Echarse unos palos.

Translation: Throw some sticks on yourself, meaning go get drinks.

Example: Let’s go out—I gotta throw some sticks on myself, this week has been rough!

Note: From what we were told, sticks were used as de facto currency on rum estates; workers would trade them for goods like food and alcohol, hence this saying.

Programming Note—Illustration moved to Tuesday this week

Happy Labor Day! Soooo I had planned on having my illustration ready for today (Monday) as normal, but I’m moving into a new studio (yay!) and am still packing. This is just to let you know that the new illustration will be this Tuesday and not today, and then Thursday will be the last one.

I’m in the home stretch for my husband’s book as well, so I might be a little delayed in responding…sorry about all that! Glad to be nearly done with it…

Te echaste las bolas al hombro.

Translation: You threw your balls over your shoulder, meaning you were lazy and didn’t get anything done.

Example: Kara, I thought you were going to help do dishes! You threw your balls over your shoulder and played all Skyrim all day instead, ugh.

notimpossiblejustabitunlikely:

venezuelansayings:

El quinto coño.

Translation: The fifth vagina, meaning something is very, very far away.

Example: I realllllly wanted to get my favorite Thai food, but it’s the fifth vagina and I’m in pjs and don’t want to go out.

Note: As I mentioned in my previous post, this is a mildly obscene week—I’m doing two sayings that are a bit off-color but are chosen specifically because they’re not derogatory. For more info, feel free to read the previous post.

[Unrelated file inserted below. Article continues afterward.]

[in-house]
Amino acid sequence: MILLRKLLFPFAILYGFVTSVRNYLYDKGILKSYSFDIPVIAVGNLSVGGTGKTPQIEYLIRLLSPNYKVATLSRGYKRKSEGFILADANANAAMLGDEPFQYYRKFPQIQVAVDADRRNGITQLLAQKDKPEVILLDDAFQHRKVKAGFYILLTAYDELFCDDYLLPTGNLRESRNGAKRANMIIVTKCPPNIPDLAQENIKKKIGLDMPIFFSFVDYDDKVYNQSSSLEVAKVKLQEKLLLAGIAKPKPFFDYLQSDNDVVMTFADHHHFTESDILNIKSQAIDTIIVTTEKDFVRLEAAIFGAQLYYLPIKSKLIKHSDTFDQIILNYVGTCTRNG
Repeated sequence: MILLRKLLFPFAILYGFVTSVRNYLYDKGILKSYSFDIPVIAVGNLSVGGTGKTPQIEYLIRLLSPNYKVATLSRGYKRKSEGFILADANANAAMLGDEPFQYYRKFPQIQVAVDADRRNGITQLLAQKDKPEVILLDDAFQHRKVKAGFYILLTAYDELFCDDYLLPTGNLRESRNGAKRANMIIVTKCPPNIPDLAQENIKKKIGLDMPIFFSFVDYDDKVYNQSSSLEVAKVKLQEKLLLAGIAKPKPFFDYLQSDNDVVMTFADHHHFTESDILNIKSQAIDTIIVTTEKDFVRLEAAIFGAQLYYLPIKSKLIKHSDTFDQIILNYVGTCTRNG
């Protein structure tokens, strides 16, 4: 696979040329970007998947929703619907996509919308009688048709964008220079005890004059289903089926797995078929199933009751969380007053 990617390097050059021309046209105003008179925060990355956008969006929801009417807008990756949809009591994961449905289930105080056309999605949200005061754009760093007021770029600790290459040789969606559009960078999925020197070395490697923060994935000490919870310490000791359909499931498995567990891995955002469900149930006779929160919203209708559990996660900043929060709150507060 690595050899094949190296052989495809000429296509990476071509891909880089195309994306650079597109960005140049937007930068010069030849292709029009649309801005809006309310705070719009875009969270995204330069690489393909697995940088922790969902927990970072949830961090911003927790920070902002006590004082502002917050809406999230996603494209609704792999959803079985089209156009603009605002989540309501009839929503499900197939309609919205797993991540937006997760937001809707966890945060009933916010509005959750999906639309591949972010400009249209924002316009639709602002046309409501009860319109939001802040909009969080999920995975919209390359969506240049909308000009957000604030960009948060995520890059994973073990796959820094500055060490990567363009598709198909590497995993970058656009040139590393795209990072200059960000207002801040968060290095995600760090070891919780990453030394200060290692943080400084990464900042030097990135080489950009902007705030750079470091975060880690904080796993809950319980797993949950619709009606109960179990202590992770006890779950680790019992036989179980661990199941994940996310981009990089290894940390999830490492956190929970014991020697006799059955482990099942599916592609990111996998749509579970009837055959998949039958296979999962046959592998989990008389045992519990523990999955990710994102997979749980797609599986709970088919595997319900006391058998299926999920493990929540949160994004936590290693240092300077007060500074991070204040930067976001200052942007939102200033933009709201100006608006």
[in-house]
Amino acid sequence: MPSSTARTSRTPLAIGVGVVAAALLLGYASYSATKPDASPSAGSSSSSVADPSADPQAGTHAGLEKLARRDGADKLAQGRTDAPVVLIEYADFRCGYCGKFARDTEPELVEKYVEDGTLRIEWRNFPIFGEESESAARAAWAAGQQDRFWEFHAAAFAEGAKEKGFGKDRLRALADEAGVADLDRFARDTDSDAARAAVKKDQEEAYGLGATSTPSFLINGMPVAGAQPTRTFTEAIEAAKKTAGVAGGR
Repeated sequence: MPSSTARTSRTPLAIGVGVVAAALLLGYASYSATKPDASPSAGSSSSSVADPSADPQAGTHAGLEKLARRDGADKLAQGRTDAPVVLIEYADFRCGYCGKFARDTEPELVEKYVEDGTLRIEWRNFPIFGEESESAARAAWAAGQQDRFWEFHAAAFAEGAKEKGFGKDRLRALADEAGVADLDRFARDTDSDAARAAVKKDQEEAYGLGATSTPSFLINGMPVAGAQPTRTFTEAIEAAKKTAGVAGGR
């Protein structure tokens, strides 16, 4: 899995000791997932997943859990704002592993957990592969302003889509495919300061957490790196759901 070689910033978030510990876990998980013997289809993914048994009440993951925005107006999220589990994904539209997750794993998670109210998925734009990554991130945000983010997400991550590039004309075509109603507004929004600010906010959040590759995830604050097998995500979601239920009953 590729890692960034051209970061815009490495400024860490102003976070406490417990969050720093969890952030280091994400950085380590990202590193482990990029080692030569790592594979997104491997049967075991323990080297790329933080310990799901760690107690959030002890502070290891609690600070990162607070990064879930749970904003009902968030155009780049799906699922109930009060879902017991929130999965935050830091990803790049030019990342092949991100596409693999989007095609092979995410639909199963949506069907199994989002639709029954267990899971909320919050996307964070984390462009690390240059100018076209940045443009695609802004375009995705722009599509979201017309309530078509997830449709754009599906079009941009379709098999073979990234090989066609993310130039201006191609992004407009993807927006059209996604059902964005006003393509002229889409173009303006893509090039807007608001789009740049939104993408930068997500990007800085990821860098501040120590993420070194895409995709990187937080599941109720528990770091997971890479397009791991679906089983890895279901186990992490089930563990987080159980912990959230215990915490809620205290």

No history? You’re just going to drop that on us with no explanation?

I think I like you.

:D

Actually, when I first asked my husband about this one, I was like, seriously, why is it this? He had no idea…and Googling vagina (again) seemed imprudent. But we tracked down what we think is its etymology…

Basically, it’s a take on a Spanish saying “the fifth pine.” This saying dates back to around the 18th century; there are two potential explanations. It either referred to one of the following: 1. someone had five pines planted in Madrid and people used it as a reference point for meeting up with others (aka the fifth pine), and 2. the gallows outside Barcelona because they were made out of pine instead of oak. Somehow, a symbol that meant that something was so far away that it was difficult to get to changed from pino to coño and migrated over to Venezuela. We still can’t seem to figure out why the words changed…

This is our source btw.

Sidenote: When I first asked for the translation to this, my husband said vagina. He says coño a lot (I’ve picked that up as well oops) but, like many curse words, it has several uses/meanings. As many have noted, it can have a sliiiiightly more derogatory name (cunt—I lived in England for awhile and boy howdy did I pick that one up fast as an exchange student), but that’s not in keeping in the spirit with these and I’d have swapped it anyways. Fuck is also a potential, but then I wouldn’t have been able to draw a vagina as a beauty pageant contestant, and where’s the fun in that? :)

El quinto coño.

Translation: The fifth vagina, meaning something is very, very far away.

Example: I realllllly wanted to get my favorite Thai food, but it’s the fifth vagina and I’m in pjs and don’t want to go out.

Note: As I mentioned in my previous post, this is a mildly obscene week—I’m doing two sayings that are a bit off-color but are chosen specifically because they’re not derogatory. For more info, feel free to read the previous post.